Fritz Meyer, whose data and analysis are cited in this space regularly, and Ed Yardeni, a frequent guest on CNBC and one of the nation’s best-known independent economists, are saying the worst of the inflation crisis and other post-pandemic anomalies are behind us. The stock market, as measured by the S&P 500, remains nearly 20% lower than its all-time high Jan. 3, 2022, and, if Fritz and Ed are right, now is a good time to position your portfolio for the next financial economic recovery.
The Standard & Poor's 500 (S&P 500) is an unmanaged group of securities considered to be representative of the stock market in general. It is a market-value weighted index with each stock's weight proportionate to its market value. Index returns do not include fees or expenses. Investing involves risk, including the loss of principal, and past performance is no guarantee of future results. The investment return and principal value of an investment will fluctuate so that an investor's shares, when redeemed, may be worth more or less than their original cost. Current performance may be lower or higher than the performance quoted.
Nothing contained herein is to be considered a solicitation, research material, an investment recommendation, or advice of any kind, and it is subject to change without notice. Any investments or strategies referenced herein do not take into account the investment objectives, financial situation or particular needs of any specific person. Product suitability must be independently determined for each individual investor. Tax advice always depends on your particular personal situation and preferences. You should consult the appropriate financial professional regarding your specific circumstances. The material represents an assessment of financial, economic and tax law at a specific point in time and is not intended to be a forecast of future events or a guarantee of future results. Forward-looking statements are subject to certain risks and uncertainties. Actual results, performance, or achievements may differ materially from those expressed or implied. Information is based on data gathered from what we believe are reliable sources. It is not guaranteed as to accuracy, does not purport to be complete, and is not intended to be used as a primary basis for investment decisions. This article was written by a professional financial journalist for Advisor Products and is not intended as legal or investment advice.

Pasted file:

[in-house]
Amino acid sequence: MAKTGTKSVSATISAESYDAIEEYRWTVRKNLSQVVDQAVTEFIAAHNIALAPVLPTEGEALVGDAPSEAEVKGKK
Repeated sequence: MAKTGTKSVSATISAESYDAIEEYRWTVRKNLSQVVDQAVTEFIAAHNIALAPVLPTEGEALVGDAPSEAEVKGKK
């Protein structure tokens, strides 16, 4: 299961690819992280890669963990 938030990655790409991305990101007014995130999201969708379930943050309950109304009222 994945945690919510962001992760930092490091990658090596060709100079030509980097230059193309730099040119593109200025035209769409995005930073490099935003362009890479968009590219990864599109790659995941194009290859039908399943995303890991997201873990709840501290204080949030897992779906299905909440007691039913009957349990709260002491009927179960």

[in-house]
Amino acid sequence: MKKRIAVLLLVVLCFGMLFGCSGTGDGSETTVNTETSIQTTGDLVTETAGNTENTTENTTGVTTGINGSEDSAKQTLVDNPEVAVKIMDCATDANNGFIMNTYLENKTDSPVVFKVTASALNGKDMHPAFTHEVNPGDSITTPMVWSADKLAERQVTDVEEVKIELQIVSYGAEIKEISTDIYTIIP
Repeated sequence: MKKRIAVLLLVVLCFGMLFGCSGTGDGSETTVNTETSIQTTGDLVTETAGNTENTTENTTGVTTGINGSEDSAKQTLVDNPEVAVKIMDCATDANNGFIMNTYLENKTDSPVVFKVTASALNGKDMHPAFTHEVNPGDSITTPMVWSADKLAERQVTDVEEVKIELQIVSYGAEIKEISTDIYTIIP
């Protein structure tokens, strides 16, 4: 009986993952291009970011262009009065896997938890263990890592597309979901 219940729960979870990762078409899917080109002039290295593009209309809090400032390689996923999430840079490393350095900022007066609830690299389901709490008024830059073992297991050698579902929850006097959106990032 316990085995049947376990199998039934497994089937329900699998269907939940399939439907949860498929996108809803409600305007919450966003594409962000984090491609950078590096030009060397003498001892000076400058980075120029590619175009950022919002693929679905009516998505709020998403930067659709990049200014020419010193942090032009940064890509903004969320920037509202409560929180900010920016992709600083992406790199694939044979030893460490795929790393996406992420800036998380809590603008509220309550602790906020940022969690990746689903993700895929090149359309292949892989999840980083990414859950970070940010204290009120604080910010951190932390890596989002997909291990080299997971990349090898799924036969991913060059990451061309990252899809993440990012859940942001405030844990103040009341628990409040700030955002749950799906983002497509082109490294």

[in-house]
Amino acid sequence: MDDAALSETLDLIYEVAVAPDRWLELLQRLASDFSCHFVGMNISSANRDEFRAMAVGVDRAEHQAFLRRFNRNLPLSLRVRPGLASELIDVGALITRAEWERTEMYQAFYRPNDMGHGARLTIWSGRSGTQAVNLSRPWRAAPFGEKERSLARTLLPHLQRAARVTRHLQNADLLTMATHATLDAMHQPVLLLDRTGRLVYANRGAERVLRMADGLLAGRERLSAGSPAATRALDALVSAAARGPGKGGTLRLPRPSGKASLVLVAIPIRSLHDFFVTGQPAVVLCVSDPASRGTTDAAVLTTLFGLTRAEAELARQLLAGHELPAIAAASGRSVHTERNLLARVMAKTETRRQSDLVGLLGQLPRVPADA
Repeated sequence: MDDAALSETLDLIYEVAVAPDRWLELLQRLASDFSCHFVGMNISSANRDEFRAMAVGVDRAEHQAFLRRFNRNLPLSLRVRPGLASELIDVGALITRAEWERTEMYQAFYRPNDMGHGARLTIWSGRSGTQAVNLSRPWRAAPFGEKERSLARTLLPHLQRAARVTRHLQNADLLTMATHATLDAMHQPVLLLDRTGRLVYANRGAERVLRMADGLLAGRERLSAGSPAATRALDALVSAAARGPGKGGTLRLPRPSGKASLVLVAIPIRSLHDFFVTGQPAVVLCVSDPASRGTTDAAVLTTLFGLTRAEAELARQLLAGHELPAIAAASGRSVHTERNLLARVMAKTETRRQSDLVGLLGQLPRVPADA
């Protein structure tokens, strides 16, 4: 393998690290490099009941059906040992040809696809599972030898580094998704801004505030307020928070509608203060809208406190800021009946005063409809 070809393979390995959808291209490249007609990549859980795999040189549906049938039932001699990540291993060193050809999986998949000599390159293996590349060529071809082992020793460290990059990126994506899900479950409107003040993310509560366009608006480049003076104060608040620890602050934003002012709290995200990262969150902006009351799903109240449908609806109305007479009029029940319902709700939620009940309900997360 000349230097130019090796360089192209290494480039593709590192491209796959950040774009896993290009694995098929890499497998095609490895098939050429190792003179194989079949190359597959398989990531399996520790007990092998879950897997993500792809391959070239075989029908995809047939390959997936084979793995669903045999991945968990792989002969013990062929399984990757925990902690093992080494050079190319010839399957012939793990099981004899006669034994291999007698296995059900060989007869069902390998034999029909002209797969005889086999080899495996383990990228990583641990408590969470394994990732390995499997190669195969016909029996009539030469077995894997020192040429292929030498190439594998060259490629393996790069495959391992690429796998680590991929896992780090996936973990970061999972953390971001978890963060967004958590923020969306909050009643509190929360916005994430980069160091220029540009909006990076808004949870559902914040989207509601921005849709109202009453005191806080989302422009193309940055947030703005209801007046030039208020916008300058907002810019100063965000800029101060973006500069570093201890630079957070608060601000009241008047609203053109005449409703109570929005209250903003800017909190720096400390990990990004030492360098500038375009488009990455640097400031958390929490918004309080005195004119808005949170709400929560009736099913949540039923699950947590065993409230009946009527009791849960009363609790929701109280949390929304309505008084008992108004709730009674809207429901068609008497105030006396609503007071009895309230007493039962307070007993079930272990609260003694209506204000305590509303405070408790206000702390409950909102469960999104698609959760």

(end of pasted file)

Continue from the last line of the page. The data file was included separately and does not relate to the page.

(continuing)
©2022 Advisor Products Inc. All Rights Reserved.
- Ending Inflation Will Take Months
- Economists Predict Lackluster 4Q22 Growth; Fed Algorithm Predicts 4.3%
- Amid Darkening News, Positive Economic Signs
- Stocks Soared This Past Week But Economic Pain Is Still Ahead
- Factors Blurring The Likelihood Of A Recession
- Weekly Investor Update
- Stocks Rose 4.7% This Past Week, Amid A Bear Market
- 105 Years Ago In Investing: Conditions Were Much The Same As Today
- A Timely Reminder Of Why You Take Stock Risk
- Good And Bad Financial News: Weekly Investment Update
- A Financial And Tax Planning Strategy For This Week's Stock Market Plunge
- Having Trouble Tuning Out The Bad Financial Economic News?
- A Key Signal Of Strength At A Pivotal Moment In Economic History
- Despite Strong Jobs Report, Stocks Declined Last Week
- The Fed Risks A Recession To End Inflation, As Expected